Southwark diabetics to get life-changing monitor used by Theresa May at centre of ‘postcode lottery’ storm

Josh Salisbury (09 December, 2018) Health

Southwark's Clinical Commissioning Group said it would start funding the life-changing monitor for diabetics from January

26906The sensor which is due to be funded from January by Southwark's CCG will replace painful finger prick tests

Southwark diabetics are to be prescribed a revolutionary monitor that was at the centre of a ‘postcode lottery’ row when seen being used by Prime Minister Theresa May.

Type-one diabetics in the borough will have access to the life-changing Flash glucose monitoring system from January on the NHS. In other parts of the country type-one diabetics have to pay for the revolutionary tech.

Traditional methods of monitoring glucose levels involve a painful finger prick test continuously throughout the day.

Meanwhile the FreeStyle Libre flash monitor is worn on the skin and can give a constant reading of blood sugar levels.

The monitor is hoped to help diabetics avoid the severe complications that can be caused by the condition including amputations, blindness and strokes.

Southwark’s Clinical Commissioning Group said it would prescribe the treatment for those with type one diabetes who need to inject insulin multiple times a day; aren’t able to use conventional monitoring methods; or have disabling low levels of blood sugar.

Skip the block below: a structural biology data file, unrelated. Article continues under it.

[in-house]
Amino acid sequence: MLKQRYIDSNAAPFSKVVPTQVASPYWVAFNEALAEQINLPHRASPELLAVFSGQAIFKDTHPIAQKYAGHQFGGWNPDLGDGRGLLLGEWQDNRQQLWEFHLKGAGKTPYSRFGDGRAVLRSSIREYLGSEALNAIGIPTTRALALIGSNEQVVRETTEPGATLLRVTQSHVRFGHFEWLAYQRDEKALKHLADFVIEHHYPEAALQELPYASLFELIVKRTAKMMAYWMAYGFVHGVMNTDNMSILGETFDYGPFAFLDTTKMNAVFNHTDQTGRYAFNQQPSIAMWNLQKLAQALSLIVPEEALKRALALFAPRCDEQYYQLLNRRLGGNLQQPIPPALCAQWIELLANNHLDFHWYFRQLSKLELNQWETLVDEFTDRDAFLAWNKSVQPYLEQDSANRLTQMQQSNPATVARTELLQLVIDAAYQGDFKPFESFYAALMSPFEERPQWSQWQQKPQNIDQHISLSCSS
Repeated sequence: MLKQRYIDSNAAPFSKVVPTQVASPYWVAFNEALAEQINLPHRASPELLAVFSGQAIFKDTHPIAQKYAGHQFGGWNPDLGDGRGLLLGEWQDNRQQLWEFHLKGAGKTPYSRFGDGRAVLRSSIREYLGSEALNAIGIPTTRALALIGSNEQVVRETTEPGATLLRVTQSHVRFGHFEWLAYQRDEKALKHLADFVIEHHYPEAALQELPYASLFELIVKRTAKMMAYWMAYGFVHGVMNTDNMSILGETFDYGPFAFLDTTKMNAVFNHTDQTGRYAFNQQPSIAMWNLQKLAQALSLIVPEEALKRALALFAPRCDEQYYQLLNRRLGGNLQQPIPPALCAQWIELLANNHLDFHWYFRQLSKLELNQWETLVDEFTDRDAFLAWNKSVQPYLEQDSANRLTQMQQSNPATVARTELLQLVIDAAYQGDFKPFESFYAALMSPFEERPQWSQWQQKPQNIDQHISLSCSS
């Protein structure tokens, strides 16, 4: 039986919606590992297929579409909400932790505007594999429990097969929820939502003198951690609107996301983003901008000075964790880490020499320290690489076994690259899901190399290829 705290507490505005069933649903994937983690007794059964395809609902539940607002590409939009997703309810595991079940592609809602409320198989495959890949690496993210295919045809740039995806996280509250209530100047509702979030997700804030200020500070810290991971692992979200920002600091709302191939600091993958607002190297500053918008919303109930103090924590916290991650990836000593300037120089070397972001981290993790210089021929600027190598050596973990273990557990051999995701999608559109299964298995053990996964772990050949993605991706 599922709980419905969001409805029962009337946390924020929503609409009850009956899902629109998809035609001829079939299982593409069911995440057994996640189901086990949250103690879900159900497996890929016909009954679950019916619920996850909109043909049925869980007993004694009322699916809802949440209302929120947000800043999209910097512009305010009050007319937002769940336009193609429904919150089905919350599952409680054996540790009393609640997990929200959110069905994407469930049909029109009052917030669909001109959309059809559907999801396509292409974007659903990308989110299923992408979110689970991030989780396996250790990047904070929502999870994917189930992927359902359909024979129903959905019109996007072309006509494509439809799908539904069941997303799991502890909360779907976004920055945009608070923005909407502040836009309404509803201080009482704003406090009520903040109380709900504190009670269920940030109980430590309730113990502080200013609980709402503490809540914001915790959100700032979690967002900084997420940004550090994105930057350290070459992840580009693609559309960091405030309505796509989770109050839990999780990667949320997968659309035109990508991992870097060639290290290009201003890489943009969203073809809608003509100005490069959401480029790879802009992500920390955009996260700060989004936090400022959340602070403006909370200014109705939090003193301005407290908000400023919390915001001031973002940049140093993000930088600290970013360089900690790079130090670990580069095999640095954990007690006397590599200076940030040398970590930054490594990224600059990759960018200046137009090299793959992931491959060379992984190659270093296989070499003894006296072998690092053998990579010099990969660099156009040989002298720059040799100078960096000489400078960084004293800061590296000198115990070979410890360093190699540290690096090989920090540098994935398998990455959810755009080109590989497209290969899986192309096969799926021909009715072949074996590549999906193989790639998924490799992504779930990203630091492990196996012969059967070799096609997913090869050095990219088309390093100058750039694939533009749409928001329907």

Roz Rosenblatt, Head of London at Diabetes UK, welcomed the move, which comes after a campaign launched by the charity for the treatment to be available to all who need it on the NHS.

“It’s really good news that many people in Southwark will be able to get Flash free of charge on prescription,” Ms Rosenblatt told the News. “This sadly isn’t the case for everyone living with diabetes across London.

“We believe everyone with diabetes should have access to the right technology to support them, not just those who can afford it.”

At the moment only two-thirds of London’s NHS CCGs have agreed to fund the life-changing tech.

The recommendation is expected to cost Southwark’s CCG around £120,000 a year.

The device is used by Prime Minister Theresa May but sparked accusations of a postcode lottery when a British Medical Journal investigation earlier this year revealed only 2 per cent of English patients were getting it prescribed by their GP.

Clinical Commissioning Groups in Bromley, Bexley, Greenwich, Lambeth and Lewisham have also agreed to start funding the revolutionary tech in partnership with Southwark.

 

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